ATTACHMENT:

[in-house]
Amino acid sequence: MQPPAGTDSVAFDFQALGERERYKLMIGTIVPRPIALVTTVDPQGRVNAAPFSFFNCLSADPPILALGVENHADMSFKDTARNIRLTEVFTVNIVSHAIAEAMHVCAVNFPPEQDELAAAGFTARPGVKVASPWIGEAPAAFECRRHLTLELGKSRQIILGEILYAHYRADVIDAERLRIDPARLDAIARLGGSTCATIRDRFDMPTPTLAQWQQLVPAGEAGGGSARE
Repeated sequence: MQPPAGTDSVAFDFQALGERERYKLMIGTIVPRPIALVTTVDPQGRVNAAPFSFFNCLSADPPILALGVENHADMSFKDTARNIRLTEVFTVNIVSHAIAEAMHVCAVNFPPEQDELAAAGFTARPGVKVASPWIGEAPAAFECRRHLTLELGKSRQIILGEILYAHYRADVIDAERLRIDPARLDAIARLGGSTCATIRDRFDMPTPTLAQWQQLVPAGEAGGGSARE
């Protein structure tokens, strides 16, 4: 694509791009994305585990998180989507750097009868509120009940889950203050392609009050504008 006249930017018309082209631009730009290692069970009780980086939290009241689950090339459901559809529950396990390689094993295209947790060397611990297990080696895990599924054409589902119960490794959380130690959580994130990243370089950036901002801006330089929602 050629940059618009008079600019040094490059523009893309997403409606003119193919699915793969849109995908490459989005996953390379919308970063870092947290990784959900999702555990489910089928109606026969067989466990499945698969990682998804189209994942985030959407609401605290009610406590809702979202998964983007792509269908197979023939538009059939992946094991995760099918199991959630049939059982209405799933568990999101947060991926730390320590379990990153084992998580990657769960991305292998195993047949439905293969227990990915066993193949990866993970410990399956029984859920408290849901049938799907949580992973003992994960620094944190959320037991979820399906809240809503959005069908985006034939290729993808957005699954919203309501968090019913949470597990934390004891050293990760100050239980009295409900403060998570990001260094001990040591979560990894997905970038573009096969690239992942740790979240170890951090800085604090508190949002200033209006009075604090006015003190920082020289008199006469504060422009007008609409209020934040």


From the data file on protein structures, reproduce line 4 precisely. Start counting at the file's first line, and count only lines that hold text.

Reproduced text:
């Protein structure tokens, strides 16, 4: 694509791009994305585990998180989507750097009868509120009940889950203050392609009050504008 006249930017018309082209631009730009290692069970009780980086939290009241689950090339459901559809529950396990390689094993295209947790060397611990297990080696895990599924054409589902119960490794959380130690959580994130990243370089950036901002801006330089929602 050629940059618009008079600019040094490059523009893309997403409606003119193919699915793969849109995908490459989005996953390379919308970063870092947290990784959900999702555990489910089928109606026969067989466990499945698969990682998804189209994942985030959407609401605290009610406590809702979202998964983007792509269908197979023939538009059939992946094991995760099918199991959630049939059982209405799933568990999101947060991926730390320590379990990153084992998580990657769960991305292998195993047949439905293969227990990915066993193949990866993970410990399956029984859920408290849901049938799907949580992973003992994960620094944190959320037991979820399906809240809503959005069908985006034939290729993808957005699954919203309501968090019913949470597990934390004891050293990760100050239980009295409900403060998570990001260094001990040591979560990894997905970038573009096969690239992942740790979240170890951090800085604090508190949002200033209006009075604090006015003190920082020289008199006469504060422009007008609409209020934040």